In Wake Of $4.5B Bitcoin Laundering Scheme Arrest, A Look At Big Heists At Crypto Platforms 

Mining bitcoin

One of the more colorful stories making headlines now surrounds the arrest of a rap and advice video-making couple charged with conspiring to launder around $4.5 billion worth of cryptocurrency stolen from Bitfinex’s platform in 2016.

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Authorities arrested the married pair, Ilya Lichtenstein and Heather Morgan, in Manhattan Tuesday morning. Thus far, the Department of Justice said law enforcement has seized over $3.6 billion in cryptocurrency linked to that hack.

So, $4.5 billion is a lot of money. But it is just one many big-ticket heists linked to prominent cryptocurrency platforms, including a number that have raised significant venture funding. 

With an eye to putting this latest partially solved crime news in context, we decided to take a look at some of the larger thefts in recent years, and what impact that has had on target platforms’ future funding.

Here goes:

Poly Network: Cryptocurrency exchange Poly Network was hit by a major attack in August during which a hacker stole more than $600 million worth of tokens. Later that month, the hacker returned the tokens.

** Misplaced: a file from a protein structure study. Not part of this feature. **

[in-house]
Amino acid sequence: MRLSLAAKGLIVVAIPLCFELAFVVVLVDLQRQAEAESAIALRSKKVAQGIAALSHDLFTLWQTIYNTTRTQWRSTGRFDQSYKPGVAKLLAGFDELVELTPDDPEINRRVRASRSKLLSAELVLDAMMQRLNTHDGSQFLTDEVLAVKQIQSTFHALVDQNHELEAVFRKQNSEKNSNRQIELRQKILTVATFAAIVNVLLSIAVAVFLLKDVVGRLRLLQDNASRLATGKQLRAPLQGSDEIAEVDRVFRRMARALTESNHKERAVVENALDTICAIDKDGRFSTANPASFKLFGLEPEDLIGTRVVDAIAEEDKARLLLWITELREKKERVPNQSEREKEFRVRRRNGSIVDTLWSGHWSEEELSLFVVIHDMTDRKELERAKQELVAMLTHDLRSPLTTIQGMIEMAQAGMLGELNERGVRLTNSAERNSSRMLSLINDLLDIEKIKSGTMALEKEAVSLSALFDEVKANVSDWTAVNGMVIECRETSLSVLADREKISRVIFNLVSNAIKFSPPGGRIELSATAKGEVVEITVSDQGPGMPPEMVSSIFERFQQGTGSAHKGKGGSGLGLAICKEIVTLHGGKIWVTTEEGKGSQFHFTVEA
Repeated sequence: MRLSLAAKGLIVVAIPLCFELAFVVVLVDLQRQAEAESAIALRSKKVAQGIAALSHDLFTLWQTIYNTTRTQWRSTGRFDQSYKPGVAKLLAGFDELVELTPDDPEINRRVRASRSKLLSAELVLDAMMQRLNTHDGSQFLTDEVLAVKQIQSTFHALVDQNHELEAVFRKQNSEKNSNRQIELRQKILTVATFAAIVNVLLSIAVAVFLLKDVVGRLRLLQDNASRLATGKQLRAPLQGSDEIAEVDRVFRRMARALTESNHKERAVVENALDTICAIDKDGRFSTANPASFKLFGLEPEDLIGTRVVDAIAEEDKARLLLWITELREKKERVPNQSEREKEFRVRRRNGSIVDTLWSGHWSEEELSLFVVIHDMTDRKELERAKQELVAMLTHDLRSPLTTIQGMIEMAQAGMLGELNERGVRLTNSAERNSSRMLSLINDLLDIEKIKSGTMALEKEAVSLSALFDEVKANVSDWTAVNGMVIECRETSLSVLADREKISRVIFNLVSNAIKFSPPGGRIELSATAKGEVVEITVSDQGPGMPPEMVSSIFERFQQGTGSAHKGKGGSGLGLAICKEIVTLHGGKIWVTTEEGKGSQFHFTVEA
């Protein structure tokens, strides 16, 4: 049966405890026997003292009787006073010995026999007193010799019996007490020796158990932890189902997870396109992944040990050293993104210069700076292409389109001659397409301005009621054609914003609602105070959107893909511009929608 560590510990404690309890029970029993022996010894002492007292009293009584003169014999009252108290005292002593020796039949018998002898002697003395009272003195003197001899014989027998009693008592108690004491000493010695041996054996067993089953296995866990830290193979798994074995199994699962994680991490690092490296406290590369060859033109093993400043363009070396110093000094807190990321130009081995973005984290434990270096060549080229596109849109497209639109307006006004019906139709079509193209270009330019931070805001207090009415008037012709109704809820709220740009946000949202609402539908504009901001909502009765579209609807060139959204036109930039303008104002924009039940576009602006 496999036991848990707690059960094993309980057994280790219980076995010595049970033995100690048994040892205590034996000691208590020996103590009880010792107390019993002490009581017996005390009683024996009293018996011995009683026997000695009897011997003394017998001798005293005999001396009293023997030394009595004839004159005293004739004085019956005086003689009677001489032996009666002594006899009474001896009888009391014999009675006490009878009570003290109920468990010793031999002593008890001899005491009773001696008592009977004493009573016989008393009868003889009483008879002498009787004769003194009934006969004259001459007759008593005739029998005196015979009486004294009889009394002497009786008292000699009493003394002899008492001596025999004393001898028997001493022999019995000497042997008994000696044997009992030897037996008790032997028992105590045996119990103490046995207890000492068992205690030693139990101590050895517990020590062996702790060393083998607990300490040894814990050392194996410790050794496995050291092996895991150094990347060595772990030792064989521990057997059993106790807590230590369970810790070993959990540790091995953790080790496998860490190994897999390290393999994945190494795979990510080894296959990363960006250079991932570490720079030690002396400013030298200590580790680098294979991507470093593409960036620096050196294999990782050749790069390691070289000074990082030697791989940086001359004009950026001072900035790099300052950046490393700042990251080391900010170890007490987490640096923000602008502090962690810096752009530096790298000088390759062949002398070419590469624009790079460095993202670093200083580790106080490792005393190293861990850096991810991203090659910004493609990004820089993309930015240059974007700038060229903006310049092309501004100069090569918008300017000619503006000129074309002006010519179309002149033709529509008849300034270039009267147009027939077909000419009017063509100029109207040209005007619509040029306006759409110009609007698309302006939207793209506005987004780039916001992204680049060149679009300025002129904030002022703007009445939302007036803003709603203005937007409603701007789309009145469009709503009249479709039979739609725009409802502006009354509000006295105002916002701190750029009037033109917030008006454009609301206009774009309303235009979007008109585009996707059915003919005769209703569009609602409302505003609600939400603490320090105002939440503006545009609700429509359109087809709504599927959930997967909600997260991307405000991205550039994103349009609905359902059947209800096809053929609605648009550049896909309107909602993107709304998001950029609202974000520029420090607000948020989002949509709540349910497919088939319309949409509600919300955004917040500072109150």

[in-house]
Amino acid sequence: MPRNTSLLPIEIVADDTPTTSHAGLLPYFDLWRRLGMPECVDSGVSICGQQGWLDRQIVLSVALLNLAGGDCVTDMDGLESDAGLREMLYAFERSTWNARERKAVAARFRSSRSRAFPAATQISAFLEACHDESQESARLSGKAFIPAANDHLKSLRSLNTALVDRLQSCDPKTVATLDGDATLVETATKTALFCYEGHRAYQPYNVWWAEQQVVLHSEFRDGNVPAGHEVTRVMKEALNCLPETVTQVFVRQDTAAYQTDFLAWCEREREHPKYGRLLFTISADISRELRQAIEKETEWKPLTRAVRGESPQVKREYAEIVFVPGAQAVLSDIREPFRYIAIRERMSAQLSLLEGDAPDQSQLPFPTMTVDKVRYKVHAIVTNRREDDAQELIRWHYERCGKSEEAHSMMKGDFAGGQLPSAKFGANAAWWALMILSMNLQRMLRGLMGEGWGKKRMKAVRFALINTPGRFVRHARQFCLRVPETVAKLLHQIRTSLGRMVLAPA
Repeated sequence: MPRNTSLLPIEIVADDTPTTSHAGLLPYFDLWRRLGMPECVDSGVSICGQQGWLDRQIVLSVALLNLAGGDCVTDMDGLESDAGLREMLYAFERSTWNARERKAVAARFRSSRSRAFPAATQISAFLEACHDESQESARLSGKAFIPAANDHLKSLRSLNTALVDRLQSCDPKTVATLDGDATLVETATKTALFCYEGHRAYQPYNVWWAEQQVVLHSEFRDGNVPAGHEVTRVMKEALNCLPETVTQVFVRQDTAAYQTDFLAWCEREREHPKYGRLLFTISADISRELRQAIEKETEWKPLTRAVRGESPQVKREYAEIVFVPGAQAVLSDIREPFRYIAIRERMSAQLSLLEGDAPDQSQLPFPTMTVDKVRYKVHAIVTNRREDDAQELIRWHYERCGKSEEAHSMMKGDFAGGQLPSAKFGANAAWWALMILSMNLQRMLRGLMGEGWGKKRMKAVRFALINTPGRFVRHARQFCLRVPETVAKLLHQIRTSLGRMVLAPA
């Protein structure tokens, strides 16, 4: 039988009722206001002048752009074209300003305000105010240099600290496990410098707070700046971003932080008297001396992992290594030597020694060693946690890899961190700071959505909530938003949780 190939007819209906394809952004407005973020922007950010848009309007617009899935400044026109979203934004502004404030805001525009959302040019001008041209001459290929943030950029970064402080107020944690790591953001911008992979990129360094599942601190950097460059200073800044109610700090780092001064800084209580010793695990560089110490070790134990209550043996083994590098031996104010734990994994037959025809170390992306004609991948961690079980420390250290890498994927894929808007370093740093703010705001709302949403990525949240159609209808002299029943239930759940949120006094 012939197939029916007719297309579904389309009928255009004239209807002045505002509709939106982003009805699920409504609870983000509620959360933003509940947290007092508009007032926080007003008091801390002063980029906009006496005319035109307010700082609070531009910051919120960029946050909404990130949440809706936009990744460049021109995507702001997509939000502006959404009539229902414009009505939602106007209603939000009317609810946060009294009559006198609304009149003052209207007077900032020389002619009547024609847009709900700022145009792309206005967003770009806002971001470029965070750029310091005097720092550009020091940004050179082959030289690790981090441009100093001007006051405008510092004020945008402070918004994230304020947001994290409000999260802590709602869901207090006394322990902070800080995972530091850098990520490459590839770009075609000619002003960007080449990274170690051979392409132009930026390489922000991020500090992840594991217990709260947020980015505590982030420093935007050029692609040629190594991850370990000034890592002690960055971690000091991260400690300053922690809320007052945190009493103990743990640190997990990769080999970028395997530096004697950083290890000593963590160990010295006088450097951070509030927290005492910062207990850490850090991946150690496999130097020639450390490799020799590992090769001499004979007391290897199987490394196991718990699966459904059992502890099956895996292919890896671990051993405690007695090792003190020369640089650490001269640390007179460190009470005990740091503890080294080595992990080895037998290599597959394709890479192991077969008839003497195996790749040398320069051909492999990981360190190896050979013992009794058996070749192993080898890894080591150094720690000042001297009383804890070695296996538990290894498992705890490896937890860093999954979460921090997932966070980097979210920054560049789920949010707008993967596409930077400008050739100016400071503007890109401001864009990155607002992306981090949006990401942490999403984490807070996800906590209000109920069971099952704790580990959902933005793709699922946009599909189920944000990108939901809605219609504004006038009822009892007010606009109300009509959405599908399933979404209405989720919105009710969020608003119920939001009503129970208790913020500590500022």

Coincheck: Coincheck, a Japan-based cryptocurrency wallet and transaction platform, reported a theft of approximately $535 million worth of NEM coins, a lesser-known cryptocurrency, in early 2018. At the time, the theft ranked as the largest involving digital currency, per BBC.

KuCoin: KuCoin, a Seychelles’-based cryptocurrency exchange, reported a theft of $285 million in Bitcoin and other tokens in September 2020. A North Korean hacker was accused of being behind the heist. KuCoin said it managed to recover most of the digital currency stolen.

BitGrail: BitGrail, an Italy-based crypto exchange, reported a loss from theft in February 2018 of $170 million in the coin Nano. 

MT Gox: MT Gox, a now-collapsed crypto exchange, is one of the more infamous brands associated with Bitcoin losses. The Tokyo-based crypto exchange collapsed in 2014 after losing half a billion dollars in Bitcoin.

It’s not an exhaustive list, but one theme seems pervasive: Companies that report the biggest thefts generally don’t go on to raise big venture funding rounds. Many, particularly the earliest exchanges to fall prey to hackers, are no longer around.

Illustration: Li-Anne Dias

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